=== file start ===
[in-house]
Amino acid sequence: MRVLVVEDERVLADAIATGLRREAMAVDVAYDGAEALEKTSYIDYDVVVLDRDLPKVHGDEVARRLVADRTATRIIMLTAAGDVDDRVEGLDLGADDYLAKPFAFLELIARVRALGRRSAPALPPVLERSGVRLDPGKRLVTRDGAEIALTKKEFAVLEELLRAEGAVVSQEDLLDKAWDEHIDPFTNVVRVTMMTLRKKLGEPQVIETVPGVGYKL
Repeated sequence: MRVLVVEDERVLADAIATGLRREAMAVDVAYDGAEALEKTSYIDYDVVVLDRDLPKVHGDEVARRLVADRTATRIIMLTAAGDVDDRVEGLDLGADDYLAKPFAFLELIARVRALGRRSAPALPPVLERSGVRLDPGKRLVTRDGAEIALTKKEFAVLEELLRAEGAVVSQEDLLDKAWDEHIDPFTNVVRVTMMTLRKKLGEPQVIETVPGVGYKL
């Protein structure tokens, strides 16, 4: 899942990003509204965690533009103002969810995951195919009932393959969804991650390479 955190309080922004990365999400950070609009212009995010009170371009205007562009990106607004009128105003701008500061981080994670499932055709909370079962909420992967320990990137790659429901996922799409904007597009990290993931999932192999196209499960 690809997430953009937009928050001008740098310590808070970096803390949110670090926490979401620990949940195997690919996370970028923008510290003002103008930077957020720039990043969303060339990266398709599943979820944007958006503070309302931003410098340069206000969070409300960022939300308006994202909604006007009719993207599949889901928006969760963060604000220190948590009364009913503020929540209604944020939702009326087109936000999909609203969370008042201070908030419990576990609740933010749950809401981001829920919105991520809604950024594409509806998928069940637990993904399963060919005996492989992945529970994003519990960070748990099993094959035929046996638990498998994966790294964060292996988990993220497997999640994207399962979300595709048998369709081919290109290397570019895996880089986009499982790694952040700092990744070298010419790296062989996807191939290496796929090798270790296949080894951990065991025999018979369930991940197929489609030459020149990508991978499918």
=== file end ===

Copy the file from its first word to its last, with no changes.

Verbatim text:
[in-house]
Amino acid sequence: MRVLVVEDERVLADAIATGLRREAMAVDVAYDGAEALEKTSYIDYDVVVLDRDLPKVHGDEVARRLVADRTATRIIMLTAAGDVDDRVEGLDLGADDYLAKPFAFLELIARVRALGRRSAPALPPVLERSGVRLDPGKRLVTRDGAEIALTKKEFAVLEELLRAEGAVVSQEDLLDKAWDEHIDPFTNVVRVTMMTLRKKLGEPQVIETVPGVGYKL
Repeated sequence: MRVLVVEDERVLADAIATGLRREAMAVDVAYDGAEALEKTSYIDYDVVVLDRDLPKVHGDEVARRLVADRTATRIIMLTAAGDVDDRVEGLDLGADDYLAKPFAFLELIARVRALGRRSAPALPPVLERSGVRLDPGKRLVTRDGAEIALTKKEFAVLEELLRAEGAVVSQEDLLDKAWDEHIDPFTNVVRVTMMTLRKKLGEPQVIETVPGVGYKL
């Protein structure tokens, strides 16, 4: 899942990003509204965690533009103002969810995951195919009932393959969804991650390479 955190309080922004990365999400950070609009212009995010009170371009205007562009990106607004009128105003701008500061981080994670499932055709909370079962909420992967320990990137790659429901996922799409904007597009990290993931999932192999196209499960 690809997430953009937009928050001008740098310590808070970096803390949110670090926490979401620990949940195997690919996370970028923008510290003002103008930077957020720039990043969303060339990266398709599943979820944007958006503070309302931003410098340069206000969070409300960022939300308006994202909604006007009719993207599949889901928006969760963060604000220190948590009364009913503020929540209604944020939702009326087109936000999909609203969370008042201070908030419990576990609740933010749950809401981001829920919105991520809604950024594409509806998928069940637990993904399963060919005996492989992945529970994003519990960070748990099993094959035929046996638990498998994966790294964060292996988990993220497997999640994207399962979300595709048998369709081919290109290397570019895996880089986009499982790694952040700092990744070298010419790296062989996807191939290496796929090798270790296949080894951990065991025999018979369930991940197929489609030459020149990508991978499918």